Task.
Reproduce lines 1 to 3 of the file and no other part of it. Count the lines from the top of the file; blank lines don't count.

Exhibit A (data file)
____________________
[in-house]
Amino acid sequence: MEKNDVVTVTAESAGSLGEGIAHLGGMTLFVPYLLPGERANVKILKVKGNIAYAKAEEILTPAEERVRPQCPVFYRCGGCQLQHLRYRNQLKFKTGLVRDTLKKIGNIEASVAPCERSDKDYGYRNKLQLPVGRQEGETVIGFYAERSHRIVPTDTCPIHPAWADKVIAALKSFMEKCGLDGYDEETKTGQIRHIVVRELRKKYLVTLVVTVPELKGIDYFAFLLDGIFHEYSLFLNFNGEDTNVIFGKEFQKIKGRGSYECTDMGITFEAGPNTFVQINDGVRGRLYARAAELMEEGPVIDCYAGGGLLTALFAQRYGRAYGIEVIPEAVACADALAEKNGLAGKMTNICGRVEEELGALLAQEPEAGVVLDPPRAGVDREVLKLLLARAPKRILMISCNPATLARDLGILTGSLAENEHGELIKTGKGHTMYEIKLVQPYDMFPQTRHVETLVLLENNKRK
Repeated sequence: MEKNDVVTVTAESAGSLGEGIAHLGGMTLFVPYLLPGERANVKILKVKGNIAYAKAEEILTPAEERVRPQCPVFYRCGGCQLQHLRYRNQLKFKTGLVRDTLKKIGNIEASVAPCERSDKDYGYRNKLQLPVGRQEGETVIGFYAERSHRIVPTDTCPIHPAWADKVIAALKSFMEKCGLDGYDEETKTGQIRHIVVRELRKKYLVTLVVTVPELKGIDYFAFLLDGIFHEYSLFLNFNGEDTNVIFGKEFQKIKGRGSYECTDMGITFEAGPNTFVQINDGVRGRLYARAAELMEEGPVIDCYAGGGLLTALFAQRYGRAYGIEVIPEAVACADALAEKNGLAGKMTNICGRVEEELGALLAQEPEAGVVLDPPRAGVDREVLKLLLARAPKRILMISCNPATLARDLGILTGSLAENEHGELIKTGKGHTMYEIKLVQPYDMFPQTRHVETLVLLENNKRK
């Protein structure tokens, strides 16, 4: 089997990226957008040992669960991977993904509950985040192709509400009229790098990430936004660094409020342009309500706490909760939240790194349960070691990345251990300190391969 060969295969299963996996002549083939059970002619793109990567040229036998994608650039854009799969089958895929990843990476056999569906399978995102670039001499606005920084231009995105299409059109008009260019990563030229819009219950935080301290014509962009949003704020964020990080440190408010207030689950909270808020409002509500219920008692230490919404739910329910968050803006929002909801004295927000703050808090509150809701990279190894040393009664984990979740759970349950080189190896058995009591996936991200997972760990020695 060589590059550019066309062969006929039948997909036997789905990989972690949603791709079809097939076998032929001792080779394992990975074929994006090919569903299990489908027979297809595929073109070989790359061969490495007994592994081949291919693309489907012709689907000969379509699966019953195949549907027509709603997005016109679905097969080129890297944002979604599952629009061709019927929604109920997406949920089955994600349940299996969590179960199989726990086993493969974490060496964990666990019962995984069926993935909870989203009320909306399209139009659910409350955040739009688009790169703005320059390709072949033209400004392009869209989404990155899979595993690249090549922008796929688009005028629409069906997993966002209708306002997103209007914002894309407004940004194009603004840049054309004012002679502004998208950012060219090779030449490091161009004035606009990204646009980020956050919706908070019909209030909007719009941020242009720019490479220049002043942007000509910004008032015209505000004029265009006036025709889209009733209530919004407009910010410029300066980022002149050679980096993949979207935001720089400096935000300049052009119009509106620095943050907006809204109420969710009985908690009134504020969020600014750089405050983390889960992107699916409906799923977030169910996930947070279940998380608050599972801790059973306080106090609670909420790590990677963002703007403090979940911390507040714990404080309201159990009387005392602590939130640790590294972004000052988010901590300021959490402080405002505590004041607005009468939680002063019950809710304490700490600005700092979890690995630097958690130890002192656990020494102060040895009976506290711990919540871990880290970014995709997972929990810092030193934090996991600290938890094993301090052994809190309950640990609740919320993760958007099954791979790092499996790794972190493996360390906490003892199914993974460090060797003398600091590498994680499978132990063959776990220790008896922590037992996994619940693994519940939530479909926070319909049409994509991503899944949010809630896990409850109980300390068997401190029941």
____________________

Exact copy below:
[in-house]
Amino acid sequence: MEKNDVVTVTAESAGSLGEGIAHLGGMTLFVPYLLPGERANVKILKVKGNIAYAKAEEILTPAEERVRPQCPVFYRCGGCQLQHLRYRNQLKFKTGLVRDTLKKIGNIEASVAPCERSDKDYGYRNKLQLPVGRQEGETVIGFYAERSHRIVPTDTCPIHPAWADKVIAALKSFMEKCGLDGYDEETKTGQIRHIVVRELRKKYLVTLVVTVPELKGIDYFAFLLDGIFHEYSLFLNFNGEDTNVIFGKEFQKIKGRGSYECTDMGITFEAGPNTFVQINDGVRGRLYARAAELMEEGPVIDCYAGGGLLTALFAQRYGRAYGIEVIPEAVACADALAEKNGLAGKMTNICGRVEEELGALLAQEPEAGVVLDPPRAGVDREVLKLLLARAPKRILMISCNPATLARDLGILTGSLAENEHGELIKTGKGHTMYEIKLVQPYDMFPQTRHVETLVLLENNKRK
Repeated sequence: MEKNDVVTVTAESAGSLGEGIAHLGGMTLFVPYLLPGERANVKILKVKGNIAYAKAEEILTPAEERVRPQCPVFYRCGGCQLQHLRYRNQLKFKTGLVRDTLKKIGNIEASVAPCERSDKDYGYRNKLQLPVGRQEGETVIGFYAERSHRIVPTDTCPIHPAWADKVIAALKSFMEKCGLDGYDEETKTGQIRHIVVRELRKKYLVTLVVTVPELKGIDYFAFLLDGIFHEYSLFLNFNGEDTNVIFGKEFQKIKGRGSYECTDMGITFEAGPNTFVQINDGVRGRLYARAAELMEEGPVIDCYAGGGLLTALFAQRYGRAYGIEVIPEAVACADALAEKNGLAGKMTNICGRVEEELGALLAQEPEAGVVLDPPRAGVDREVLKLLLARAPKRILMISCNPATLARDLGILTGSLAENEHGELIKTGKGHTMYEIKLVQPYDMFPQTRHVETLVLLENNKRK